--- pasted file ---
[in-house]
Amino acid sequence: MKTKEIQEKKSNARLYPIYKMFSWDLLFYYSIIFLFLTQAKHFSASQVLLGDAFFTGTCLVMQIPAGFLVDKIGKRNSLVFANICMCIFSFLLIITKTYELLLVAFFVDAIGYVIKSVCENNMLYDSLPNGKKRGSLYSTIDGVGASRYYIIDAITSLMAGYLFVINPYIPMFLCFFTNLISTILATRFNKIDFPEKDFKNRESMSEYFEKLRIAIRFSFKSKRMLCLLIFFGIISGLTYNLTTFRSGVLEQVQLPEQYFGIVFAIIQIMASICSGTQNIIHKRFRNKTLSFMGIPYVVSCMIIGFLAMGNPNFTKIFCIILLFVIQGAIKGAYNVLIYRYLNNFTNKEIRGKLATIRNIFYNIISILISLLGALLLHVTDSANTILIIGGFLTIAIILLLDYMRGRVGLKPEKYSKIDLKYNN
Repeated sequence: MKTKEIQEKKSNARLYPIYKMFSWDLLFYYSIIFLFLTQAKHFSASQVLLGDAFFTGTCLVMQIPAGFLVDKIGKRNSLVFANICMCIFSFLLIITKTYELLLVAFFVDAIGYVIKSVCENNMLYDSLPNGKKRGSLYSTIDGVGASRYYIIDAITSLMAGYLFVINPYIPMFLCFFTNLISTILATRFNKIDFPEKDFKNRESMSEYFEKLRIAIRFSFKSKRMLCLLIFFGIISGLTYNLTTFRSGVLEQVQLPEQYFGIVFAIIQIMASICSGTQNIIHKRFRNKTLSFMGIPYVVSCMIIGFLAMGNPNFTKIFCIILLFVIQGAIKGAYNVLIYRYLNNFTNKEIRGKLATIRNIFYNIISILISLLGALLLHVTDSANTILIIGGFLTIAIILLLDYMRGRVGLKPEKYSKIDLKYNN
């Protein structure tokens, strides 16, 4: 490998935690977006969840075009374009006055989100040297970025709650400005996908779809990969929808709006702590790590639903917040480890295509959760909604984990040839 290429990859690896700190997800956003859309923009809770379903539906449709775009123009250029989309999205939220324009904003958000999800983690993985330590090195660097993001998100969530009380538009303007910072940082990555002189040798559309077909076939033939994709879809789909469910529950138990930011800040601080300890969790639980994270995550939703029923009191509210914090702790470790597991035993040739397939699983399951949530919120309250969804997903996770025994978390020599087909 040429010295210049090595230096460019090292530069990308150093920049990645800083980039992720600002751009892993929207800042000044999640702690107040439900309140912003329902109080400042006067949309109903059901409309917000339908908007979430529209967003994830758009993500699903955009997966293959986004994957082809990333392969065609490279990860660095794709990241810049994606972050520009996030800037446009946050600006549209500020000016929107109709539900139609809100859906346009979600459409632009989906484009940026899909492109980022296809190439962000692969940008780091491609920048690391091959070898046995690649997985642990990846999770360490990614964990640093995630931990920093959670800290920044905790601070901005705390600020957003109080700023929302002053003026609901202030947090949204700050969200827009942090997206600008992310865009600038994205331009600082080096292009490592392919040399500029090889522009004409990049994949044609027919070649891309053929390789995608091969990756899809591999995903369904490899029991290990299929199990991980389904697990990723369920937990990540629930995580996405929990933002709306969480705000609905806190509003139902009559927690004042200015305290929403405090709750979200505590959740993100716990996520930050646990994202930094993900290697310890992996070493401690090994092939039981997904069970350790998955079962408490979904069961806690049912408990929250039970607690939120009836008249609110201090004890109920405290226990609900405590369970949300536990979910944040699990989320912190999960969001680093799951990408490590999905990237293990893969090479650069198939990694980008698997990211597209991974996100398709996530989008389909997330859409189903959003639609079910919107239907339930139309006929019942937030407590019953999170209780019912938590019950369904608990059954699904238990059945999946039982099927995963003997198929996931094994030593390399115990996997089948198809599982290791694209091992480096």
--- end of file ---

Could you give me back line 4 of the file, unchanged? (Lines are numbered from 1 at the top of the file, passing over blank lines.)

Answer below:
């Protein structure tokens, strides 16, 4: 490998935690977006969840075009374009006055989100040297970025709650400005996908779809990969929808709006702590790590639903917040480890295509959760909604984990040839 290429990859690896700190997800956003859309923009809770379903539906449709775009123009250029989309999205939220324009904003958000999800983690993985330590090195660097993001998100969530009380538009303007910072940082990555002189040798559309077909076939033939994709879809789909469910529950138990930011800040601080300890969790639980994270995550939703029923009191509210914090702790470790597991035993040739397939699983399951949530919120309250969804997903996770025994978390020599087909 040429010295210049090595230096460019090292530069990308150093920049990645800083980039992720600002751009892993929207800042000044999640702690107040439900309140912003329902109080400042006067949309109903059901409309917000339908908007979430529209967003994830758009993500699903955009997966293959986004994957082809990333392969065609490279990860660095794709990241810049994606972050520009996030800037446009946050600006549209500020000016929107109709539900139609809100859906346009979600459409632009989906484009940026899909492109980022296809190439962000692969940008780091491609920048690391091959070898046995690649997985642990990846999770360490990614964990640093995630931990920093959670800290920044905790601070901005705390600020957003109080700023929302002053003026609901202030947090949204700050969200827009942090997206600008992310865009600038994205331009600082080096292009490592392919040399500029090889522009004409990049994949044609027919070649891309053929390789995608091969990756899809591999995903369904490899029991290990299929199990991980389904697990990723369920937990990540629930995580996405929990933002709306969480705000609905806190509003139902009559927690004042200015305290929403405090709750979200505590959740993100716990996520930050646990994202930094993900290697310890992996070493401690090994092939039981997904069970350790998955079962408490979904069961806690049912408990929250039970607690939120009836008249609110201090004890109920405290226990609900405590369970949300536990979910944040699990989320912190999960969001680093799951990408490590999905990237293990893969090479650069198939990694980008698997990211597209991974996100398709996530989008389909997330859409189903959003639609079910919107239907339930139309006929019942937030407590019953999170209780019912938590019950369904608990059954699904238990059945999946039982099927995963003997198929996931094994030593390399115990996997089948198809599982290791694209091992480096």